After his service in Pennsylvania, Dickinson returned to Delaware, and lived in Wilmington. He was quickly appointed to represent Delaware at the Annapolis Convention, where he served as its President. In 1787, Delaware sent him as one of its delegates to the Constitutional Convention of 1787, along with Gunning Bedford, Jr., Richard Bassett, George Read, and Jacob Broom. There, he supported the effort to create a strong central government but only after the Great Compromise assured that each state, regardless of size, would have an equal vote in the future United States Senate. As he had done with the Articles, he also carefully drafted it with the term Person rather than Man as was used in the Declaration of Independence. He prepared initial drafts of the First Amendment. Following the Convention he promoted the resulting Constitution in a series of nine essays, written under the pen name Fabius.
In 1791, Delaware convened a convention to revise its existing Constitution, which had been hastily drafted in 1776. Dickinson was elected president of this convention, and although he resigned the chair after most of the work was complete, he remained highly influential in the content of the final document. Major changes included the establishment of a separate Chancery Court and the expansion of the franchise to include all taxpayers, except blacks and women [citation needed]. Dickinson remained neutral in an attempt to include a prohibition of slavery in the document, believing the General Assembly was the proper place to decide that issue. The new Constitution was approved June 12, 1792. Dickinson himself had freed his slaves conditionally in 1776 and fully by 1787.
Once more Dickinson was returned to the State Senate for the 1793 session, but served for just one year before resigning due to his declining health. In his final years, he worked to further the abolition movement, and donated a considerable amount of his wealth to the relief of the unhappy. In 1801, Dickinson published two volumes of his collected works on politics.
John Dickinson died at Wilmington, Delaware and was buried in the Friends Burial Ground. In an original copy of a letter discovered November 2009 from Thomas Jefferson to Joseph Bringhurst, caretaker of Dickinson in his later years, Jefferson responded to news of Dickinson's death:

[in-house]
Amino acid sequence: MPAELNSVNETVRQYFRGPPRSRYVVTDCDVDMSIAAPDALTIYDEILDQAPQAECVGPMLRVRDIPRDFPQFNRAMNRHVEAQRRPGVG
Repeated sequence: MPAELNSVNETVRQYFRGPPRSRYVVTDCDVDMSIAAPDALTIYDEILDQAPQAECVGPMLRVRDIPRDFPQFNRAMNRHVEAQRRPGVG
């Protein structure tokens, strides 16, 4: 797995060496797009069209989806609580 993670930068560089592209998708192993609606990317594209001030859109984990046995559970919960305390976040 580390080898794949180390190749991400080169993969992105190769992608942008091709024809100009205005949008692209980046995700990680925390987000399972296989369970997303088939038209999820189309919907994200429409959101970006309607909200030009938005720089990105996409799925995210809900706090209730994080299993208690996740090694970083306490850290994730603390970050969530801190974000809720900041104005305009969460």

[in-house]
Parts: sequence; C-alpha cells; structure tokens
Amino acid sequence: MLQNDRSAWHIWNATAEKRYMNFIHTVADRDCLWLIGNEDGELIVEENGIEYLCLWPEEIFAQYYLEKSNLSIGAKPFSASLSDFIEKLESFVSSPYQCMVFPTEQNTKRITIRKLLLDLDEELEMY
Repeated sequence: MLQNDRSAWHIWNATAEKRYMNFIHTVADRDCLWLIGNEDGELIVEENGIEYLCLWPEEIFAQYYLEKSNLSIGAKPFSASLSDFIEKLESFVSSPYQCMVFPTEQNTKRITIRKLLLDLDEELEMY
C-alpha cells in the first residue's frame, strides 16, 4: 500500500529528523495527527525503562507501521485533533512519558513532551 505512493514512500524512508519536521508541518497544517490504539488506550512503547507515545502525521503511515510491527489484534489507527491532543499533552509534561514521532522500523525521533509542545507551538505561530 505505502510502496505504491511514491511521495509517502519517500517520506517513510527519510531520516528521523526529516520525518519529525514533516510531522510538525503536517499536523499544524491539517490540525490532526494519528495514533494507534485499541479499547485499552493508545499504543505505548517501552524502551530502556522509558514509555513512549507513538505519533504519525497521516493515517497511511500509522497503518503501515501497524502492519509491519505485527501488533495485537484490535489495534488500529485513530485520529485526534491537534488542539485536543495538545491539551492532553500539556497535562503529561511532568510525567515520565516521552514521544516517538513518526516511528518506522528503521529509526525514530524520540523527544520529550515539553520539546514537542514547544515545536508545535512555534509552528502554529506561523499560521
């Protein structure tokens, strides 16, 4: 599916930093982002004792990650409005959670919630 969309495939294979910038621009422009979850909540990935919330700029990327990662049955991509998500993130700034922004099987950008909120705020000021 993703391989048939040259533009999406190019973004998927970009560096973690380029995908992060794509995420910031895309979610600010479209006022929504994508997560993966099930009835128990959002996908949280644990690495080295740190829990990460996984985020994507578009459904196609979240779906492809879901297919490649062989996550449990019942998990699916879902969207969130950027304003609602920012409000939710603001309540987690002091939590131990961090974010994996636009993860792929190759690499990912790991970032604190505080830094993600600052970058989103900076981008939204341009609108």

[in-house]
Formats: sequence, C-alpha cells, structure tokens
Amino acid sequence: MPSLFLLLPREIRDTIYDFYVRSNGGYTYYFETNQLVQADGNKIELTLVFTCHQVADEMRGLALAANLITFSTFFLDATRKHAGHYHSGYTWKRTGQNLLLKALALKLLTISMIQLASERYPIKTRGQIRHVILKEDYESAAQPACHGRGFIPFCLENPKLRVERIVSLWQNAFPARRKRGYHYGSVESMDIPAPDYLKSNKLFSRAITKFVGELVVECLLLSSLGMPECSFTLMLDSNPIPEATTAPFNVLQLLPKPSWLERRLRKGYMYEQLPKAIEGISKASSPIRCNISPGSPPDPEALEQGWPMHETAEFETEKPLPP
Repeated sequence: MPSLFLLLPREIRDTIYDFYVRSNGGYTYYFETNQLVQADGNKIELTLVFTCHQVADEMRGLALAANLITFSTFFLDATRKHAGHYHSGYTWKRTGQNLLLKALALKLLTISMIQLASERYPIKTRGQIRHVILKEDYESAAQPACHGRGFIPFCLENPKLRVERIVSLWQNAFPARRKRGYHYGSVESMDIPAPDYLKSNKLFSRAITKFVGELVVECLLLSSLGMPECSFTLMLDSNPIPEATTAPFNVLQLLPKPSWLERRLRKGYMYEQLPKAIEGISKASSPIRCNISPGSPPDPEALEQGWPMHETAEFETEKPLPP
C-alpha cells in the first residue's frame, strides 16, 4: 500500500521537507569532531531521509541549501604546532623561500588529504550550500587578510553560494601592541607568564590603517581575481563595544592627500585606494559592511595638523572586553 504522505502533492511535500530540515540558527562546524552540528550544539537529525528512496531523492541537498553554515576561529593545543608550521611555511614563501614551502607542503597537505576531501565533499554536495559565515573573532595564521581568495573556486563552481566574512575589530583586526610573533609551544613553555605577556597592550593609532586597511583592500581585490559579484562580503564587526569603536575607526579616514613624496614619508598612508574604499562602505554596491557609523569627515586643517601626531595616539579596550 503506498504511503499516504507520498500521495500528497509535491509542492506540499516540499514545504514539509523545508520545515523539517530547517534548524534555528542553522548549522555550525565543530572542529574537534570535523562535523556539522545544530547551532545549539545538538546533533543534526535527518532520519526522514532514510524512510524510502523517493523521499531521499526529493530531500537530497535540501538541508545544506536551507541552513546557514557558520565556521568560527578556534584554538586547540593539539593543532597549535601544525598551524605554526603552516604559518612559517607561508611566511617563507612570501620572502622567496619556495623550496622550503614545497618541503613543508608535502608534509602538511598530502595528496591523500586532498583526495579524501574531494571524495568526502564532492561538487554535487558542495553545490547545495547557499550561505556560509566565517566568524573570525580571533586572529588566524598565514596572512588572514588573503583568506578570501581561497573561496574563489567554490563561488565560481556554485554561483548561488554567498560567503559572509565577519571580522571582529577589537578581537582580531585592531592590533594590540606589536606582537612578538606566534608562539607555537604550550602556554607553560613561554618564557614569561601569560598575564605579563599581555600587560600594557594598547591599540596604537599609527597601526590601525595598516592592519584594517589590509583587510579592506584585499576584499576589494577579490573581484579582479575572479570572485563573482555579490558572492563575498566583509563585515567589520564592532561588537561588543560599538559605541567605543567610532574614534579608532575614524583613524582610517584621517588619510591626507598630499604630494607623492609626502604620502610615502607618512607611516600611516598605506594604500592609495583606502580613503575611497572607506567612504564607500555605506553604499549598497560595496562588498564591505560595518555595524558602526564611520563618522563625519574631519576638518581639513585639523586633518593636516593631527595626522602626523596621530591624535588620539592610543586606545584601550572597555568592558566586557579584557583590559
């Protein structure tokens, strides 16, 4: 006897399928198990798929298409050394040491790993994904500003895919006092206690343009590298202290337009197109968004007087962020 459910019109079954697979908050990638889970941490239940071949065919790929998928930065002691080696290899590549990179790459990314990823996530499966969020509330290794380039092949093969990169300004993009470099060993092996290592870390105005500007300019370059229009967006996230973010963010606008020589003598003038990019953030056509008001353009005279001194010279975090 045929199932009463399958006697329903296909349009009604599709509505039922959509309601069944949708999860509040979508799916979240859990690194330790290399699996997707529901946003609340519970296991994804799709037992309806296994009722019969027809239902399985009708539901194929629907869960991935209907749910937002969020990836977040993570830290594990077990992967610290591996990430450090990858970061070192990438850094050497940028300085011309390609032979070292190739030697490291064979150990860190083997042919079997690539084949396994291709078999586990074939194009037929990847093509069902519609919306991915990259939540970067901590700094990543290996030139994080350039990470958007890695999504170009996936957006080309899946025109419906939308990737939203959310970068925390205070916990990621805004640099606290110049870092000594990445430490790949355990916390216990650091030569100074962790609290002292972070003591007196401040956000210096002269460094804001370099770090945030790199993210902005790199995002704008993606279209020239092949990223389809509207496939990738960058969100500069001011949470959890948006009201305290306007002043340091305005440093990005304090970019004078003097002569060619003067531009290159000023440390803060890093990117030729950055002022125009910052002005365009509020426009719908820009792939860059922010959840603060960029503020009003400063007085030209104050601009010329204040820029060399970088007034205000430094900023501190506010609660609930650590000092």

"A more estimable man, or truer patriot, could not have left us. Among the first of the advocates for the rights of his country when assailed by Great Britain, he continued to the last the orthodox advocate of the true principles of our new government and his name will be consecrated in history as one of the great worthies of the revolution" (Thomas Jefferson).
He shares with Thomas McKean the distinction of serving as Chief Executive of both Delaware and Pennsylvania after the Declaration of Independence. Dickinson College and Dickinson School of Law (now of the Pennsylvania State University), separate institutions each operating a campus located in Carlisle, Pennsylvania, on land inherited and managed by his wife Mary Norris, were named for them. Dickinson College was originally named "John and Mary's College" but was renamed to avoid an implication of royalty by confusion with "William and Mary." And along with his Letters from a Farmer in Pennsylvania, Dickinson also authored The Liberty Song.

Almanac

  • Delaware elections were held October 1 and members of the General Assembly took office on October 20 or the following weekday. The State Legislative Council was created in 1776 and its Legislative Councilmen had a three-year term. Beginning in 1792 it was renamed the State Senate. State Assemblymen had a one-year term. The whole General Assembly chose the State President for a three-year term.
  • Pennsylvania elections were held in October as well. Assemblymen had a one-year term. The Pennsylvania Supreme Executive Council was created in 1776, and counselors were popularly elected for three-year terms. A joint ballot of the Pennsylvania General Assembly and the Council chose the President from among the twelve Councillors for a one-year term. Both Assemblies chose the Continental Congressmen for a one-year term as well as the delegates to the U.S. Constitution Convention.

Dickinson In Popular Culture

  • Dickinson is a prominent character in the musical drama 1776, billed third after the parts of Adams and Franklin. He was originally portrayed on stage by Paul Hecht, and in the 1972 film adaptation by Donald Madden. Michael Cumpsty portrayed him in the 1997 revival.
  • In Part II of the 2008 HBO series John Adams, based on the book by David McCullough, the part of Dickinson is played by Zeljko Ivanek.

Sources

  1. 1.0 1.1 1.2 Wikipedia
  2. John Dickinson memorial at Find A Grave.
  3. Dickinson College at Wikipedia.

See Also

John Dickinson Plantation this State of Delaware site has links to multiple sites about John.

Image Citation

  1. Source: Artist Unknown. John Dickinson. Uncurrent Events, at YouViewedIt.com. Image URL: http://c420561.r61.cf1.rackcdn.com/10/3333-580949.jpg Source URL: http://youviewed.com/tag/uncurrent-events-2-14-13/
  1. Source: U.S. Constitution, slavery debate in Convention, Executive Debates Notes
  2. Source: "UD Library discovers Thomas Jefferson letter". University of Delaware. December 3, 2009. Retrieved December 5, 2009.
  3. Source: Various sources indicate a birth date of November 69, November 12 or November 13, but his most recent biographer, Flower, offers November 2 without dispute.
  4. Source: National Archives and Records Administration: America's Founding Fathers: Delegates to the Constitutional Convention."
  5. Source: The Duke of York Record 1646-1679. Printed by order of the General Assembly of the State of Delaware, 1899.